The biggest concern for many coaches — and journalists — heading into this season was how the new handchecking rules would affect college basketball.
If you haven’t been paying attention all summer, the facts are simple: the college game had far-too-often turned into low-scoring slugfests and the theory was that it was the result of referees becoming too tight with their whistle. Defenders were allowed to be to physical, eliminating freedom of movement and making the game difficult to play for kids that weren’t built like a fullback.
So the NCAA instituted some rule changes which weren’t exactly rule changes. Refs have been told to make a point of calling handchecks, eliminating armbars in the post and making it tougher to bump cutters heading through the lane.
Some of the numbers from the first weekend are in, and it’s quite obvious: referees are calling more fouls.
Jeff Eisenberg of The Dagger crunched the numbers. The first weekend saw an averaged of 42.29 fouls called per game, up from 35.3 a season ago. Nearly 20% of all games had more than 50 fouls called, and there were seven games with more than 60 fouls, the most notable being the 73-foul, 102=free throw whistlefest between Seton Hall and Niagara on Saturday night.
So yes, the games have been uglier. More fouls have been called. But it’s also worth noting: teams averaged 73.1 points this season, up from 67.5 points last season. And based on some numbers that were crunched by KPI Sports, only half of that increase was the result of teams getting paraded to the foul line.
The bottom-line is this: it was the first weekend of the season. Players, coaches and refs are still learning to adjust to the new way the old rules are being enforced. One weekend that featured a couple of ugly games is just that: one weekend with a couple of ugly games.
Players will adapt as long as the refs remain consistent in how they call the game. If they don’t, they’ll be spending a lot of time on the bench in foul trouble, and I can guarantee you that there isn’t a single player in the country that likes doing that.
Zion Williamson made another highlight-reel play on Saturday outside of Atlanta as he threw down a vicious putback dunk at the Best of the South.
The five-star prospect has returned from a minor knee injury this spring to look like his old self in July as he’s entertained packed gyms of fans and college coaches the last two weeks.
The Class of 2018 star is currently regarded as the No. 3 overall prospect in the latest Rivals.com national rankings.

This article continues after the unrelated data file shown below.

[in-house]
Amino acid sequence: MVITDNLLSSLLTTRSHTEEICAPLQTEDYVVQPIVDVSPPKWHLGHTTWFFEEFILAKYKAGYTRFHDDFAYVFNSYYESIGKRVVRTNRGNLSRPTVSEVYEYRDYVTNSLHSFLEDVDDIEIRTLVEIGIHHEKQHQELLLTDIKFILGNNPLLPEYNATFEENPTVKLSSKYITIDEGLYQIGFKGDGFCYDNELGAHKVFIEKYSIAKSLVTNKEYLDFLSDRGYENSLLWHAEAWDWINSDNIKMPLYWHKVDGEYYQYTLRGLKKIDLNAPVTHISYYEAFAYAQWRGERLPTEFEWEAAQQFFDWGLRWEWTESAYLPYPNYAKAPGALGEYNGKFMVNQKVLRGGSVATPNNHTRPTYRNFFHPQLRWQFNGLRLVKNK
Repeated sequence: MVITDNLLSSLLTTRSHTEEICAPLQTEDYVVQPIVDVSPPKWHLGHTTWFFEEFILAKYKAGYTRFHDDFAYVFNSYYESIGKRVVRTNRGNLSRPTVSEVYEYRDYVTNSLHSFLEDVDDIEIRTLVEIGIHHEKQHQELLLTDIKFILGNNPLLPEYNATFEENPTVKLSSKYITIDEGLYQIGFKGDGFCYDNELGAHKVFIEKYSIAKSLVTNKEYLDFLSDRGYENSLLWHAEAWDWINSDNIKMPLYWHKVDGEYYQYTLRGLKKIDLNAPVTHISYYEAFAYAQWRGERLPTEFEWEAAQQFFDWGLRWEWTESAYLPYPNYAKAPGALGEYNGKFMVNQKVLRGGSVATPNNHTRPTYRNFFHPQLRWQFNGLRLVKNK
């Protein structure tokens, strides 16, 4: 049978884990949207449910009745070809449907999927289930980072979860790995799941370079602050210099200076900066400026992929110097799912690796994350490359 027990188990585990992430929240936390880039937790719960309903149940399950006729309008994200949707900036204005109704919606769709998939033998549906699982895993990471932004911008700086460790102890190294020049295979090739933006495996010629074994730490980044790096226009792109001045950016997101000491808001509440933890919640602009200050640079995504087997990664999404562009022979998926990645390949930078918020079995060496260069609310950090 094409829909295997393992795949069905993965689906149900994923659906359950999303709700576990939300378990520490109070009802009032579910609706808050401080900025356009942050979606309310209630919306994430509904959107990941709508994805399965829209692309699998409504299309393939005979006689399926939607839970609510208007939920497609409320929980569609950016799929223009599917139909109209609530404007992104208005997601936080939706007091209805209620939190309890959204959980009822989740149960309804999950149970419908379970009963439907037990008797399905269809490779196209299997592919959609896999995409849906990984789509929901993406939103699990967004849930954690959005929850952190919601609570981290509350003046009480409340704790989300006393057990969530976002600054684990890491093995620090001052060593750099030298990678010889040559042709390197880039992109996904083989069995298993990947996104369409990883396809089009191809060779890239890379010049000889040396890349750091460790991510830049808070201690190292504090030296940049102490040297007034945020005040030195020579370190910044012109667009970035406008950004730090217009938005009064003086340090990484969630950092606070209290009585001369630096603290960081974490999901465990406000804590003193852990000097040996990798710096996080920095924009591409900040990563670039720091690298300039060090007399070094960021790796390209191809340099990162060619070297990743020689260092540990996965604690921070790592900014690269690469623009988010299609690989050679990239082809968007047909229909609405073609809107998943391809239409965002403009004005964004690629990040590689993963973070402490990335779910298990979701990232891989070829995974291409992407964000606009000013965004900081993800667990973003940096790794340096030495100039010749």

(h/t: Courtside Films)
Five-star Class of 2018 point guard Darius Garland revealed the final six schools that he’s considering on Friday.
The N0. 12 overall prospect in the Class of 2018, according to Rivals, the 6-foot-0 Garland is one of the top floor generals in the nation as he is still considering Duke, Indiana, Kansas, Kentucky, UCLA and Vanderbilt.
A native of Nashville, Garland is a potentially elite perimeter threat at the college level as he’s one of the more deadly three-point marksmen in the nation.
Garland spent this spring and summer playing with Bradley Beal Elite in the Nike EYBL as he averaged 16.8 points and 4.8 assists per game in the league this spring.
The #DriveByDunkChallenge is sweeping the nation on social media this summer.
Rules to participate are pretty simple:
- Drive around in your vehicle.
- Find a basketball hoop (or a basketball ring if you’re Ted Cruz) on a random driveway.
- Run out of your car and dunk on that random hoop while a friend films.
- Run back to your car and drive away.
Let Anthony Davis show you how it works:
Pretty simple, right?
The #DriveByDunkChallenge isn’t raising money or awareness for ALS like the #IceBucketChallenge did three years ago, but it’s something harmless and fun to do to pass the time during the dog days of summer.
Sensing an opportunity to join an Internet craze, while also following in the footsteps of his former player Kentucky star, Wildcats head coach John Calipari got involved with his own dunk late Friday night.
And his video is much funnier than I thought it would be.
While most #DriveByDunkChallenge videos are done by healthy and spry teenagers who are cruising neighborhoods during the day, Calipari, and his hip replacement, got in on the fun with a late-night dunk.
I love that Calipari ditched the ball behind his back while running back to the car after the dunk.
Most people who participate in the challenge usually have their own ball and keep it with them through completion. But Calipari either picked up a random ball in the driveway or just he lost the handle with his own ball and had a turnover.
The next time Calipari goes hard on one of his point guards for losing control and playing too fast, remember this moment.
Creighton rising junior wing Khyri Thomas, like several of his teammates, are taking part in the Omaha Summer League this offseason.
On Thursday night, the 6-foot-3, 205-lb. Thomas eviscerated a defender with a one-handed posterization.
Thomas is coming off a breakout sophomore campaign for the Bluejays. He started all 35 games, averaging 12.3 points, 5.8 rebounds, 3.3 assists and 1.5 steals per game. Aside from the increase in offensive production, Thomas served as one of the top defenders in the Big East. He shared the Big East Defensive Player of the Year Award with Villanova’s Josh Hart and Mikal Bridges.
Zion Williamson added another jaw-dropping dunk in the layup lines on the first night of the second live evaluation period.
Williamson and his SC Supreme team took on Each 1 Teach 1 at the Hoopseen Best of the South at the LakePoint Sporting Community in greater Atlanta.
The 6-foot-7 power forward threw down a 360 windmill dunk during his pregame routines.
Each 1 Teach 1 would pick up a 70-67 victory over SC Supreme. Williamson would end with a monster stat line of 37 points and seven rebounds.